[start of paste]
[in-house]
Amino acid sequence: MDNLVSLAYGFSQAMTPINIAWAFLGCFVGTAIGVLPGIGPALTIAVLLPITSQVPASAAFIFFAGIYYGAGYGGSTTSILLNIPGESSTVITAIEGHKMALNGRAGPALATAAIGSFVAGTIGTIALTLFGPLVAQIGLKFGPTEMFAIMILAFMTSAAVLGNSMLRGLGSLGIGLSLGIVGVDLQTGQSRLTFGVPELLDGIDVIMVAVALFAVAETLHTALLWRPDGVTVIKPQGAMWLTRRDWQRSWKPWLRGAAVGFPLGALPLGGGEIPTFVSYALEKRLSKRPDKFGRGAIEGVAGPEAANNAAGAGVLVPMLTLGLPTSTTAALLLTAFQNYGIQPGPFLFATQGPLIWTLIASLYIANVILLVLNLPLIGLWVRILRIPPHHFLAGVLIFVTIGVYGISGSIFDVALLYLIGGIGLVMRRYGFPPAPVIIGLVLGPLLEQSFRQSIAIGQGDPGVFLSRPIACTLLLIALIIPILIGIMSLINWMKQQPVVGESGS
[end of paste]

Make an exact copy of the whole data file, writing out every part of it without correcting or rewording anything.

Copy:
[in-house]
Amino acid sequence: MDNLVSLAYGFSQAMTPINIAWAFLGCFVGTAIGVLPGIGPALTIAVLLPITSQVPASAAFIFFAGIYYGAGYGGSTTSILLNIPGESSTVITAIEGHKMALNGRAGPALATAAIGSFVAGTIGTIALTLFGPLVAQIGLKFGPTEMFAIMILAFMTSAAVLGNSMLRGLGSLGIGLSLGIVGVDLQTGQSRLTFGVPELLDGIDVIMVAVALFAVAETLHTALLWRPDGVTVIKPQGAMWLTRRDWQRSWKPWLRGAAVGFPLGALPLGGGEIPTFVSYALEKRLSKRPDKFGRGAIEGVAGPEAANNAAGAGVLVPMLTLGLPTSTTAALLLTAFQNYGIQPGPFLFATQGPLIWTLIASLYIANVILLVLNLPLIGLWVRILRIPPHHFLAGVLIFVTIGVYGISGSIFDVALLYLIGGIGLVMRRYGFPPAPVIIGLVLGPLLEQSFRQSIAIGQGDPGVFLSRPIACTLLLIALIIPILIGIMSLINWMKQQPVVGESGS